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A general view shows Chad's President Idriss Deby addressing delegates during the 26th Ordinary Session of the Assembly of the African Union (AU) at the AU headquarters in Ethiopia's capital Addis Ababa, January 31, 2016.
Africa in focus

Figure of the week: The African Union introduces a new funding structure

The 27th African Union summit, held early last week, adopted several resolutions, one of which was to change the African Union’s funding structure. This new proposal, drafted by the former head of the African Development Bank, Dr. Donald Kaberuka, calls for a 0.2 percent levy on imports to member states with the aim of moving away from donor funding. The African Union heavily relies on foreign donors to fund its budget. In 2016, the African Union adopted a budget of $461,867,326, 41 percent of funds were provided by member states, while 59 percent were secured from international partners, notably the United States, Canada, China and the European Union.

The new import tax excludes some goods such as medicine, fertilizers, and baby foods. This levy is intended to raise the $1.2 billion required to fully fund the African Union commission and finance 25 percent of its peace support operations. As portrayed in Figure 1, imports to AU member states have increased significantly. With the recent decline of donor countries’ aid budgets, the implementation of the import tax would help the African Union finance operations.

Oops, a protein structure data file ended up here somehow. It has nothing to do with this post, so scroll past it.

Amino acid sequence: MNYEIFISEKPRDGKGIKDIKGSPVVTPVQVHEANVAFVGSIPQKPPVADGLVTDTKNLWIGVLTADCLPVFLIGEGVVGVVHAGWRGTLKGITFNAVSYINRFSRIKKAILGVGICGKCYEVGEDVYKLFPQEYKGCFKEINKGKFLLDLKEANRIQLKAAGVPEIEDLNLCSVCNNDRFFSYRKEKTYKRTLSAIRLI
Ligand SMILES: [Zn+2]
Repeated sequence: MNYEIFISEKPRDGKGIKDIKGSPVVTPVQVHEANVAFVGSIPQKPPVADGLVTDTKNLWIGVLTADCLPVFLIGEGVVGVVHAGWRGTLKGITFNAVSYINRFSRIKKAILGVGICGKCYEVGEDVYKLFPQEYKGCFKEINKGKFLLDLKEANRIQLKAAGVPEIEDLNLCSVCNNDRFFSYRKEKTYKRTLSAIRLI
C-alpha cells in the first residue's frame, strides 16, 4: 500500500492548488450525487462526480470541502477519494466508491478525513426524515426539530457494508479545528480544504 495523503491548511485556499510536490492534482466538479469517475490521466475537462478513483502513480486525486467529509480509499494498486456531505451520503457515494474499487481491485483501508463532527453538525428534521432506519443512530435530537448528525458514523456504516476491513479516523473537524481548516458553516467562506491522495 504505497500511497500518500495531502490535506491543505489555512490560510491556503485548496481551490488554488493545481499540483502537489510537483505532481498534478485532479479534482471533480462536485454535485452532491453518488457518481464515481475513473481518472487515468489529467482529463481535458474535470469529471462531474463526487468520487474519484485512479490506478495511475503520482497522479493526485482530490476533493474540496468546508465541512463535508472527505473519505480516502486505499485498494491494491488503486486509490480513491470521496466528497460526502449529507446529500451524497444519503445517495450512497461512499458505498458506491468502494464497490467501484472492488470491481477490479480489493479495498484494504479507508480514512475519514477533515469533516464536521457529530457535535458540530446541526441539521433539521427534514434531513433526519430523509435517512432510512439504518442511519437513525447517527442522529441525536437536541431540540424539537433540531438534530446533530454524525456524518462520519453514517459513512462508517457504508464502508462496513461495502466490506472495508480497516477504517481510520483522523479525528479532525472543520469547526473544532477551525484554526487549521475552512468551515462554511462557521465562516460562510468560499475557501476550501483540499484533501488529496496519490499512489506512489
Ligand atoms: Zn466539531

Figure 1: Imports of goods to African Union member states, in millions of dollars

figure 1 imports of goods


Source: African Development Bank

The African Union’s plan to capitalize on the increase of imports to member states has been praised by United Nations Secretary-General Ban Ki-moon who commended it for taking steps toward increasing self-reliance.  Figure 2 highlights what a 0.2 percent levy would look like and the amount that the union seeks to raise for 2016. As highlighted in the figure, if the import tax had been implemented prior to 2014, the revenue collected would not have been sufficient to raise the $1.2 billion required to fund operations. With the recent increase in imports, the African Union is now able to finance such operations through import taxation.

Figure 2: Tax revenue levied under the newly established import tax, in millions of dollars

figure 2 tax revenue


Source: UNCTAD

Nevertheless, there is one key caveat to the data. The full extent to which imported goods would be included and excluded from the levy is yet to be determined. Interestingly, the mechanism for collection would bypass member nation budget calculations: Revenue authorities would directly deposit the levy in the African Union’s treasury. This mechanism is currently in use within the Economic Commission for West African States regional bloc.

For more information on intra-Africa trade, please check out chapter 6 of Foresight Africa: Expanding African Trade: Creating a Comparative Advantage and Strengthening Regional Partnerships.

Omid Abrishamchian contributed to this post.

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